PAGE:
Breeders' Cup joy and pain

November, 12, 2010
LOUISVILLE, KY -- I haven't sat on a horse since I sat on Blame in the Churchill Downs winner's circle after the Breeders' Cup Classic.

People say, "Oh, poor Garrett, you hurt your shoulder!"

But it's kind of funny. I never have time to really take a huge victory in, it's always on to the next step, let's go, let's go, let's go. The fact that I haven't been able to ride another race since we beat Zenyatta gives me a chance to relive that thrill, to let it sink it. I always appreciate my victories, but this is one you want to really enjoy.

Going into this race, I was very confident in my runner. I wrote that I thought I had a horse that could beat Zenyatta, if any horse could. But we didn't know if that was possible, and you can't be overly-confident and talk yourself into a hole. You want to have faith in the team you're on and the horse you're on, but actions speak louder than words. You have to let the horse do it and let him prove himself, and that's what happened.

When we got to the wire, I thought I won. Then I looked across and I thought, 'Man, she's so big! She's so far away from me! I think I might have won, but …' I didn't want to look like an idiot by celebrating if I didn't win. Galloping out, Mike said, 'Did you win?' I said, 'I think so …' and when he asked me, it got me second-guessing some more, because she's so huge and you couldn't tell how far ahead her stride was reaching out, and where exactly was the wire. So I just waited, and waited, and then I heard Trevor Denman in the background saying, " … and second was Zenyatta," and I finally got a chance to get excited.

People will have all sorts of comments about Horse of the Year. Here's the only one I'll write. How can you discount Blame? She'd never been beaten. He's the only one to beat her. When you look at her, the only name you'll ever see in front of her is his. They met one time, and he beat her. And this horse is a special horse. We talked about him all year -- you read everything I had to say about him.

Just a word about Al Stall Jr., who is an unbelievable horseman: everything he told me about this horse was dead-on. He knows his runners inside and out, and it's been a pleasure to work with him. It's also special for Claiborne Farm to have a horse like this on their 100th anniversary. They have so much history over there, so it's very gratifying to win for somebody that's been a part of racing -- great racing -- and part of the Thoroughbred world for so long.

Now don't take any of that as a knock against Zenyatta. I wouldn't be afraid to go get my picture taken with her. She's a champion, the best mare seen in years. They kept her around as a 6-year-old, which was great for racing, and even though I beat her, do you know how many times I've seen her go by me? It makes me appreciate how hard it was to beat her even more. This time I got to stay in front.

Seven days ago, if you'd asked me, "How do you like your chances in the Breeders' Cup?" I wouldn't have even known how to answer. I was on a horse going into the turn, business as usual for a Thursday afternoon at Churchill Downs. I'd started to squeeze her a little, getting ready to make our move. I got her to switch leads and then about three jumps after, it was just "POW!" It surprised me, totally caught me off guard. She was perfectly sound and then gone. When she fell, I was thrown about five or 10 yards in front of her, and she rolled and landed on my right shoulder. How she didn't do more damage, I don't know. But thank God she got off me fairly quickly. And off to the hospital I went.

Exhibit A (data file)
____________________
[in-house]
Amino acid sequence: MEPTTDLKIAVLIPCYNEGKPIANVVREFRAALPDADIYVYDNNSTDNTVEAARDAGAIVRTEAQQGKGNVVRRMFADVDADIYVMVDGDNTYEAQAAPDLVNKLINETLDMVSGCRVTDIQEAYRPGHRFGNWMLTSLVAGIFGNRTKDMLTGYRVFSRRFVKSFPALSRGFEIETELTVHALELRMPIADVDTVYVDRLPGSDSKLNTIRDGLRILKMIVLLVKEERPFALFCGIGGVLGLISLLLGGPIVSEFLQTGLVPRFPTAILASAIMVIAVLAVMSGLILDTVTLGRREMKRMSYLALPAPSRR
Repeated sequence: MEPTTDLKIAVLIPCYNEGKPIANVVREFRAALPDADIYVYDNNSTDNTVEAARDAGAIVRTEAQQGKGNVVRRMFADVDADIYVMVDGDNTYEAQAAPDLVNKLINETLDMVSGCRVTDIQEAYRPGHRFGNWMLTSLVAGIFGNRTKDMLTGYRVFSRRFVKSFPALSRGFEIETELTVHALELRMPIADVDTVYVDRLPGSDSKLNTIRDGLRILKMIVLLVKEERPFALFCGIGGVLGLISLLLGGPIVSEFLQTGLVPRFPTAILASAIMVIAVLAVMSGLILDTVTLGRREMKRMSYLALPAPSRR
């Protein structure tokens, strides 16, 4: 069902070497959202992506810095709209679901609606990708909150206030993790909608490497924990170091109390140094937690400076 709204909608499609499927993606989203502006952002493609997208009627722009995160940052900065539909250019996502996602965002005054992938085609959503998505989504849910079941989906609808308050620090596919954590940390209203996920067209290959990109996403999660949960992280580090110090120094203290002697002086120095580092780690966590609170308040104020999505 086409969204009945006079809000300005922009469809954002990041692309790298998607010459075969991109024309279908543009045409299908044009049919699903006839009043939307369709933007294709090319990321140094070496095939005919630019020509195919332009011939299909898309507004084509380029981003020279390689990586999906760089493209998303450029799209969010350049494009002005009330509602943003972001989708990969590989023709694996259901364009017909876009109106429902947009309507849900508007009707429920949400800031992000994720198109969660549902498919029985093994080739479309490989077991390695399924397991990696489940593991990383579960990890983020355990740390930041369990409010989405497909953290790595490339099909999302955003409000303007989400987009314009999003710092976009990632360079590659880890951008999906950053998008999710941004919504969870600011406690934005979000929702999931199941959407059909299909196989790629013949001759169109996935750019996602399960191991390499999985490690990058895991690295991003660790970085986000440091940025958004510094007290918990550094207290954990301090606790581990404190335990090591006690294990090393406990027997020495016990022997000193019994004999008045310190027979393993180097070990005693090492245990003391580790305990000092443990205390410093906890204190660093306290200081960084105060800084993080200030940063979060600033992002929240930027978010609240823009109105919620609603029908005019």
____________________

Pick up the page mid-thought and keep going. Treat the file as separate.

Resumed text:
Nothing was broken, so on Friday I rode one before the Breeders' Cup races. I'll be honest with you, I was in a lot of pain. I'd had different instructions from different doctors -- one said "Whirlpool!" and one said, "Ice!" So I was going ice, ice, ice, heat, ice, heat, back and forth. I won the Juvenile Fillies Turf with More Than Real, and all-in-all I thought, "This isn't going to be so bad."

The second day it was worse. I was sore, things were hurting. I pumped a lot of Aspirin, but after I won the Juvenile Turf with Pluck, I was struggling badly. Luckily, I had four races to figure something out, so I worked on it, stretching it out, maneuvering, messing with it. I iced it for two hours and threw some kind of spray freeze on it before I rode the Classic, which made it feel more like when I started the day.

It reminded me of when I rode one year and fell at the old Sportsman's Park in Chicago. These horses fell in front of me and I was on a horse that was last. He propped when he saw the spill, just stuck them in the ground and stopped like a cutting horse. I went flying and landed on my shoulder. I thought I was okay and I rode the rest of the day, but when I went home that night it was still hurting badly. I'd fractured my shoulder, and when I went to the doctor they told me I'd be out a month. I said, "I can't be out a month!" I rode the whole meet like that and tried not to move it that much. I couldn't pick my arm up to hit a horse right-handed, so I hit everything left-handed the whole meet and ended up second-leading rider, making up ground on Mark Guidry.

Today I'm going to have my shoulder looked at by an orthopedic specialist in Los Angeles. I've had some difficulties over the past few days getting my arm past my hip -- I really can only lift it about as high as my waist. It hurts to move it forward, so we'll have him take a look and see what kind of treatment we can pursue to make it better.

In spite of it all, the past week has been one of the best weeks I've ever had. I get to spend time with my wife and kids. I've got some great, promising runners for the future. And last Saturday, I was a part of history. What could be better than that?



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